Background Point-of-care ultrasound (POCUS) has many applications in emergency medicine, which have been proven to improve patient outcomes. Training programs and well-established guidelines for its use are available, but Canadian adoption rates and attitudes toward this technology have not been recently assessed. Objectives This study aimed to provide a national assessment of the current use of POCUS in Canadian emergency departments (ED) including patterns of use, attitudes towards its role, descriptors of training experience, as well as barriers to increased utilization. Methods An electronic survey was sent to physician members of the Canadian Association of Emergency Physicians. The survey included questions related to demographics, attitudes towards POCUS, POCUS utilization, and barriers to POCUS use. Responses were statistically analyzed to identify significant associations. Results Responses demonstrated a strong association between POCUS training and amount of POCUS usage. Neither hospital type nor community type was associated with the degree of POCUS usage. POCUS was most widely adopted for Canadian Point of Care Ultrasound Society (CPOCUS) core applications and has increased since the last national survey. The most commonly reported barrier to increased POCUS adoption was the lack of training. Most physicians have formal POCUS training in core applications, and approximately one third have advanced training. Conclusions POCUS training and utilization appear to have increased since the last national assessment. This provides a foundation for future POCUS research.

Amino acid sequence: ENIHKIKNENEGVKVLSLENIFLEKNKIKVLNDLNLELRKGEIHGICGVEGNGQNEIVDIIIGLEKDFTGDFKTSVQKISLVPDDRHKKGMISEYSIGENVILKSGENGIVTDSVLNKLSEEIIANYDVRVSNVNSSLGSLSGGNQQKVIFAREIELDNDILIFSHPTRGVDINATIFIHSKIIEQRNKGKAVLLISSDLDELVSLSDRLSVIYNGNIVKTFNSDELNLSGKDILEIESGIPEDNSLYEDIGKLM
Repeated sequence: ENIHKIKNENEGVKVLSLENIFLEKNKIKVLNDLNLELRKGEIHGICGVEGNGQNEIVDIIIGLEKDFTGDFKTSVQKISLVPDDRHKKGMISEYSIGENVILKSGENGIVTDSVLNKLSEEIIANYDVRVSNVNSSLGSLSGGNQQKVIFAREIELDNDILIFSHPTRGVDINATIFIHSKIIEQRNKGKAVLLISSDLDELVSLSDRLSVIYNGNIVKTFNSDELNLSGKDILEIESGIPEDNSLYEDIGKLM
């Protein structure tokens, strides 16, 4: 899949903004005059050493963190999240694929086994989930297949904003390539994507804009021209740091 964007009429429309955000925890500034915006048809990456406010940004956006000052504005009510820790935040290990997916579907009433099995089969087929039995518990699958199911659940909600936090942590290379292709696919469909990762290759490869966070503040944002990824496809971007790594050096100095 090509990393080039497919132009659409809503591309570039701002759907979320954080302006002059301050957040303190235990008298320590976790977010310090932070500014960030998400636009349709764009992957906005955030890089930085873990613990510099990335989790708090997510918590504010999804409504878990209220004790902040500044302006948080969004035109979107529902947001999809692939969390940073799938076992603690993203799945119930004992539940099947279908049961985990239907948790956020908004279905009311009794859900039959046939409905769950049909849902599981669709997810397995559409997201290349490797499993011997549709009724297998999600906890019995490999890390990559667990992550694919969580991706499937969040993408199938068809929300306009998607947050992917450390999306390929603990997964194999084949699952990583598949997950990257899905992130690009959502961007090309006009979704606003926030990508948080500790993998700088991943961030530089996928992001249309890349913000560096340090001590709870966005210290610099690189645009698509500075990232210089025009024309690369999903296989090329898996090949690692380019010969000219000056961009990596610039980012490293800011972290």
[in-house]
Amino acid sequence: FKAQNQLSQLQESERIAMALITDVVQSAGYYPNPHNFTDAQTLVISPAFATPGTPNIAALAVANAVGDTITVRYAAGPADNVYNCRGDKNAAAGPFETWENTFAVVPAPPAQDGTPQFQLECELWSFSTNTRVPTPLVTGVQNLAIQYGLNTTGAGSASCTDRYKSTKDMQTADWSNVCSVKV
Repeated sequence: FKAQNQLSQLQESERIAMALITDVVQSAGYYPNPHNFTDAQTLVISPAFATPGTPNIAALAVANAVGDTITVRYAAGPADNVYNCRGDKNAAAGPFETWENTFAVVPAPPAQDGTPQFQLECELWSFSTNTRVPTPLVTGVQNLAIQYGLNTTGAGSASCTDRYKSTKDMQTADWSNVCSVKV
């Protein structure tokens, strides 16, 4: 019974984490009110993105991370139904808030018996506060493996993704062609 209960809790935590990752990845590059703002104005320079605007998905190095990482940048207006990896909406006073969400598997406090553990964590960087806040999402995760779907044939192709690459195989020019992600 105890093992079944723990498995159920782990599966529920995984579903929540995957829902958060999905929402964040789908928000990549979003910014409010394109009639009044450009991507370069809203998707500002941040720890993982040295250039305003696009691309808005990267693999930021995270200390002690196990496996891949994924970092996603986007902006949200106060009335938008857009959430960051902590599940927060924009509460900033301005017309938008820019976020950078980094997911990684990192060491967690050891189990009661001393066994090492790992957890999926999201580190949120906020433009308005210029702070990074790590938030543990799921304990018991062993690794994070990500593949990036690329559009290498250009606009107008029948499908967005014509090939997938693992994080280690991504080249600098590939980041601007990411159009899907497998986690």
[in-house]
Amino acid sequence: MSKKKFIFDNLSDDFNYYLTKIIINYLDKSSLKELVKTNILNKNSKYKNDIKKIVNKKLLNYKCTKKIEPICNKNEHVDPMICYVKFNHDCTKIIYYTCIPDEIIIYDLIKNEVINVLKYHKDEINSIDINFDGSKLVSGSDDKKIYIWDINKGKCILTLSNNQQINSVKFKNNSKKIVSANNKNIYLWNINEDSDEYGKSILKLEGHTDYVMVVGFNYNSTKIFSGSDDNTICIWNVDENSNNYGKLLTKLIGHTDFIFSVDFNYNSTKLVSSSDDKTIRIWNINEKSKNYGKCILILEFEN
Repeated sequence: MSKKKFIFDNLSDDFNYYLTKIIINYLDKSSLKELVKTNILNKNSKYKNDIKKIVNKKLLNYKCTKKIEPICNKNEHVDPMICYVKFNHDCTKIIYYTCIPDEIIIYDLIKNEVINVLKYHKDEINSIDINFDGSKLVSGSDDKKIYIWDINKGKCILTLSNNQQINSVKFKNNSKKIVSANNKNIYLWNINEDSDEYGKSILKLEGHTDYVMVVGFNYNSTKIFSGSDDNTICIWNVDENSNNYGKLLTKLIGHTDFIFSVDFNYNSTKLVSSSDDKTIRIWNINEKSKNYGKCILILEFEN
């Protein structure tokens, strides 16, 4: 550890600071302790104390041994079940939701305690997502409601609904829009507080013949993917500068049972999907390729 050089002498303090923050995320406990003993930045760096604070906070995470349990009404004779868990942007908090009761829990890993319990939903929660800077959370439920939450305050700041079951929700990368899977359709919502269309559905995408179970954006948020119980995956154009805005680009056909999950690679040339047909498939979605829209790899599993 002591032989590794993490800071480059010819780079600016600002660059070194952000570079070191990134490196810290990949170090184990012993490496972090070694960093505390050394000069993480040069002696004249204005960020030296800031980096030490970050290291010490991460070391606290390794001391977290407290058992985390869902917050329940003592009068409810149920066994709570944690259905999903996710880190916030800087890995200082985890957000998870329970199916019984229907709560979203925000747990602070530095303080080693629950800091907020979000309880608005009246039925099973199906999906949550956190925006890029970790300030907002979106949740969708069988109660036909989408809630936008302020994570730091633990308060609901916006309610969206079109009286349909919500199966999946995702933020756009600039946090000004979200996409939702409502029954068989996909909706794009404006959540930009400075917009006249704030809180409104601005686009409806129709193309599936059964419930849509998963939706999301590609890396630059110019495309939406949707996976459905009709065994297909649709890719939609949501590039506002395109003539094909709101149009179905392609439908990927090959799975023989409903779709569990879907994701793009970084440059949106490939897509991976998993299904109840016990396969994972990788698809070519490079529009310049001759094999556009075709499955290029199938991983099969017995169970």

Keywords: emergency medicine; pocus; point of care ultrasound.